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July 19 – September 15, 2022
A group exhibition of well-known Italian photographers who artistically capture the essence of Catholic life in Italy in the middle of the 20th century, when the sanctity of religion was intricately entwined with day-to-day living, is being presented by Keith de Lellis Gallery with great pleasure. The Vatican City, the most revered Catholic holy city and the seat of the Roman Catholic Church since the fourth century, is located in Italy. The Roman Catholic Church is still the greatest Christian body in the world. As the leader of the Roman Catholic Church and the head of state of Vatican City since the eighth century, the pope is considered by Catholics to be St. Peter’s immediate successor. Many of the greatest Renaissance artists, including Leonardo da Vinci, Raphael, Caravaggio, and Michelangelo, are represented in the elaborate collection of religious masterpieces that can be found in Vatican City. This collection includes the Sistine Chapel fresco that was completed in the Vatican Palace, the pope’s official residence.
In the years following WWII, Italians adopted photography as a medium and a philosophy based on development, rebirth, and renewal on a scale unheard of in Italy’s modern history. It was an integral part of a national Renaissance in art, fashion, design, and film that embraced the contemporary sensibility spawned by Fascism’s repression. In Italian cinema, neorealism permeated both photography and the opposing visual language of abstraction, which both flourished at the same time. Family, the abundant land, street life, and religion—with a focus on Catholicism—were the main topics of the Italian Neorealist movement. The photographs taken by Italian great photographer Mario Giacomelli of black-cloaked priests playing gleefully in the snow are among the most cherished images of the 20th century. Italy places a high value on religious devotion, so images of monks, priests, and nuns appeared frequently in the works of the countless Italian artists involved in the country’s photographic circles, which grew in popularity from the 1950s through the 1970s and went by names like La Gondola and La Bussola.
The religious history of Italy is deeply ingrained in its rich culture, and from an early age, life is defined by numerous rites of passage, such as the sacraments of baptism, first communion, and confirmation. Acts of Faith highlights the process of making these crucial decisions throughout one’s life, such as in Carlo Bevilacqua’s photograph of altar boys commemorating the crucifixion and death of Jesus at Calvary Hill on the occasion of the Christian holiday known as Good Friday and Gianni Berengo-more Gardin’s amusing photograph of a young altar boy amusing himself by playfully biting on a bouquet of flowers during the Corpus Domini procession at the Piazza San Marco. A photograph from Mario Giacomelli’s series “verrà la morte e avrà I tuoi occhi” (death will come and have your eyes) of a nursing facility in his hometown of Senigallia closely memorializes the lifelong rite of holy matrimony. In this image, an elderly married couple is seen cuddling while their hands rest on a pair of rosary beads, which are used in the Catholic tradition to keep track of followers’ prayers.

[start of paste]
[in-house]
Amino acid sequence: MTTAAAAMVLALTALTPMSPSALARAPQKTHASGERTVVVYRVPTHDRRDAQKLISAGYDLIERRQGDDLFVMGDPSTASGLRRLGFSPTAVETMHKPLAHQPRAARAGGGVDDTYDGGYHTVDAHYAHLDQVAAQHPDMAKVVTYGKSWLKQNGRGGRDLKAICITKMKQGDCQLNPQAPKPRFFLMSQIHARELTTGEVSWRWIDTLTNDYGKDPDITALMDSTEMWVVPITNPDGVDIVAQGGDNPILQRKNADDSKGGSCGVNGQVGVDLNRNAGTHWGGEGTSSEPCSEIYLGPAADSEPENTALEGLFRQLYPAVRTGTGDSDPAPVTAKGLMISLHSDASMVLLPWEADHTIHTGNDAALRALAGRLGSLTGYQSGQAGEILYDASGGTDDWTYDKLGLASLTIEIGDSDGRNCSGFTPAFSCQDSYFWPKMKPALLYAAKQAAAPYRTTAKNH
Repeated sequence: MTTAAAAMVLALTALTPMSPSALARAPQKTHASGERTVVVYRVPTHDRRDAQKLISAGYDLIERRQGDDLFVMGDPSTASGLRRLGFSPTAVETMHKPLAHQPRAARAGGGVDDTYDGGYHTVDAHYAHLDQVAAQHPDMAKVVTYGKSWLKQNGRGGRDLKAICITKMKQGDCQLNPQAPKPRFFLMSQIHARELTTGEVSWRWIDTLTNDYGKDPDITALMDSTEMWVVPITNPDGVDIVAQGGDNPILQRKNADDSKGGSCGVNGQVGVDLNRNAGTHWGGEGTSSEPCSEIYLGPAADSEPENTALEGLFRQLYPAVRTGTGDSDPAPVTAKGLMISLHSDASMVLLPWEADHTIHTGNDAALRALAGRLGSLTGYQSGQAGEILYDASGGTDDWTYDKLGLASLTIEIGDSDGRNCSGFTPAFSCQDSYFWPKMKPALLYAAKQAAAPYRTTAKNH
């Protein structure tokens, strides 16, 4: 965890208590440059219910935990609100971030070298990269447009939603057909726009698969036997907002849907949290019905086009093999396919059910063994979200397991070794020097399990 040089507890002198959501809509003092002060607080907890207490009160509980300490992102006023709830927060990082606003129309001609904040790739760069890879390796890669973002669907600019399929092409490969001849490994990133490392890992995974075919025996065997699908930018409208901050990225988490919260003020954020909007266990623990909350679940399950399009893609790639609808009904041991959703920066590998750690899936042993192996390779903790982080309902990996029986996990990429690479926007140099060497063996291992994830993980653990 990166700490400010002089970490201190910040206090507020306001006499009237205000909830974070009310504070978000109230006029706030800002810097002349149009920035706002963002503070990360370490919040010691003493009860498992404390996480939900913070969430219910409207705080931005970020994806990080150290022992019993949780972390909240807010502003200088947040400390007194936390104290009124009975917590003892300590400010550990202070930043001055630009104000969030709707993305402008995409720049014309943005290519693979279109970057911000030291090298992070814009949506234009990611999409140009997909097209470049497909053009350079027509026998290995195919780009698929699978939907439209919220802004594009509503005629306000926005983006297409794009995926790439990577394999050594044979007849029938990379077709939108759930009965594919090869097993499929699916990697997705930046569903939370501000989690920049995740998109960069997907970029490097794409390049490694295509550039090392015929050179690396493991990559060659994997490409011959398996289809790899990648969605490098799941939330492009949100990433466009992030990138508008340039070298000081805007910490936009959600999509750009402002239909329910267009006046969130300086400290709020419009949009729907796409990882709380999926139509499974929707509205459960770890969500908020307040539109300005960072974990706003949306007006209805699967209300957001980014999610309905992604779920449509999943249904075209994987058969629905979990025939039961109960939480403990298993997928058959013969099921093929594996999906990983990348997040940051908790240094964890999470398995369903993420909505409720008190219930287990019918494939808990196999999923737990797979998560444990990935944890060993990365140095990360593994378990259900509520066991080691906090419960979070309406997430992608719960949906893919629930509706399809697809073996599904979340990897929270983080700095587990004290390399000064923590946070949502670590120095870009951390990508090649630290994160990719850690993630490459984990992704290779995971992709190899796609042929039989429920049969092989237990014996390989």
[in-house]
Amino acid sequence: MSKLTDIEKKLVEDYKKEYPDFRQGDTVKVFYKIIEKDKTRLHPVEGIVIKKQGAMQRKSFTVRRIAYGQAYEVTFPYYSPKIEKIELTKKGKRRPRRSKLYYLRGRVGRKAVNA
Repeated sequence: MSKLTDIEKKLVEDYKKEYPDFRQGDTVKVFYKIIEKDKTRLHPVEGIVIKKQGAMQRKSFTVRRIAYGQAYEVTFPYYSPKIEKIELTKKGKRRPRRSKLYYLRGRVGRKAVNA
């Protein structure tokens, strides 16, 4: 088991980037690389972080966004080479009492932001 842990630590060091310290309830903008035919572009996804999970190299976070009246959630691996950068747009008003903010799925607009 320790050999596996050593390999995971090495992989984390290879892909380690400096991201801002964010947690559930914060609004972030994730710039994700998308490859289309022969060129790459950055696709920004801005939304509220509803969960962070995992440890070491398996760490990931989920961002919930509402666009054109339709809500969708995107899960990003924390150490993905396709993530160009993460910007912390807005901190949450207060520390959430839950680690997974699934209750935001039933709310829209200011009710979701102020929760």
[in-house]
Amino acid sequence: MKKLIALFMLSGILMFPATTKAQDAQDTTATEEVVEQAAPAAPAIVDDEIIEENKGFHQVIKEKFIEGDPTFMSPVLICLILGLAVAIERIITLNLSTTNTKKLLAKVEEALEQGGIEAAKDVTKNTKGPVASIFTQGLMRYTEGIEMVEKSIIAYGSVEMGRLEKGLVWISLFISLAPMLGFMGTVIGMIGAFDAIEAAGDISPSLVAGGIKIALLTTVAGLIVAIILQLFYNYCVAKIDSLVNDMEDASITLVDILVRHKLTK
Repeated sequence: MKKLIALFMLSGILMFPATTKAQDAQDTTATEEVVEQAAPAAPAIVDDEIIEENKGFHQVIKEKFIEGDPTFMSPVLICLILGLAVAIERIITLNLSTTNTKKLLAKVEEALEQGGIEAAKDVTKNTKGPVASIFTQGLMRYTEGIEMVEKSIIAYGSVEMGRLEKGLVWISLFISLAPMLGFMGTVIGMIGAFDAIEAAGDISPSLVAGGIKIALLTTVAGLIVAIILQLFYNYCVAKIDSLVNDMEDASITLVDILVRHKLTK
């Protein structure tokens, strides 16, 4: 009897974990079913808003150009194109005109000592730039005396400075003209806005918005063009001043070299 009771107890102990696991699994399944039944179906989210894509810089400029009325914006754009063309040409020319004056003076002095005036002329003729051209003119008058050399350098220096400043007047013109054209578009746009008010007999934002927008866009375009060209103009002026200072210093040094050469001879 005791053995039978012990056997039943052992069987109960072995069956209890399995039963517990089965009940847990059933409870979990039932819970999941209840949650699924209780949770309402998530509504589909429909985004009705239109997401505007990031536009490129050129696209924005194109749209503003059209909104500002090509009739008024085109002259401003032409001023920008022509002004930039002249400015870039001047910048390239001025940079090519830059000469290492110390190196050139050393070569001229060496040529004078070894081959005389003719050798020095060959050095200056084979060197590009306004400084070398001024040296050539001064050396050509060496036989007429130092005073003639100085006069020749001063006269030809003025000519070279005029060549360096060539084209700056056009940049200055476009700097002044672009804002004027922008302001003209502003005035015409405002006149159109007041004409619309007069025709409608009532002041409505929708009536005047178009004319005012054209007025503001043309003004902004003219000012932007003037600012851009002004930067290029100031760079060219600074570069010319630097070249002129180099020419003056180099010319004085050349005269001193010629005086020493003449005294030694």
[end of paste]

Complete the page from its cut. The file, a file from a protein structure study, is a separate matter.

As seen in Nino Migliori’s divine portrait of a priest kneeling in prayer before the crucifix as a sea of white light surrounds him, or Alberto Galducci’s picture of a small group of nuns ascending the hills in quiet contemplation while the heavens seem to watch over them from above, many of the photographs displayed in Acts of Faith capture the sacred figures of the Roman Catholic Church in moments of sincere piety. While popular culture has frequently portrayed these holy figures as singularly austere, these traditional photographs of consecrated life are displayed alongside more playful images of nuns on sandy beaches and priests having fun in the snow. These images humanize the men and women of God by showing them in moments of childlike joy.
A photograph by Giacomelli from his series Lourdes is on exhibit. It depicts a seemingly endless throng of people praying in Lourdes, a Catholic pilgrimage site in Southern France, in hopes of finding a miracle cure for their ailments and disabilities. When the late German philosopher Karl Marx called religion “the opium of the masses” but also “the heart in a cruel world,” the photograph echoes his theological views. A unique retrospective, Acts of Faith offers a perceptive look at religious life in Italy in the middle of the 20th century.
Collectively this exhibition features the work of Franco Antonaci, Gianni Berengo-Gardin, Carlo Bevilacqua, Ulisse Bezzi, Augusto Cantamessa, Gabriele Eusebi, Mario Finocchiaro, Alberto Galducci, Mario Giacomelli, Antonio Masotti, Pepi Merisio, Nino Migliori, Vittorio Ronconi, Tullio Stravisi and Piero Vistali. Acts of Faith will be on view at Keith de Lellis Gallery from July 19 to September 15, 2022.
Keith de Lellis Gallery
41 E 57th Street, Suite 703
New York, NY 10022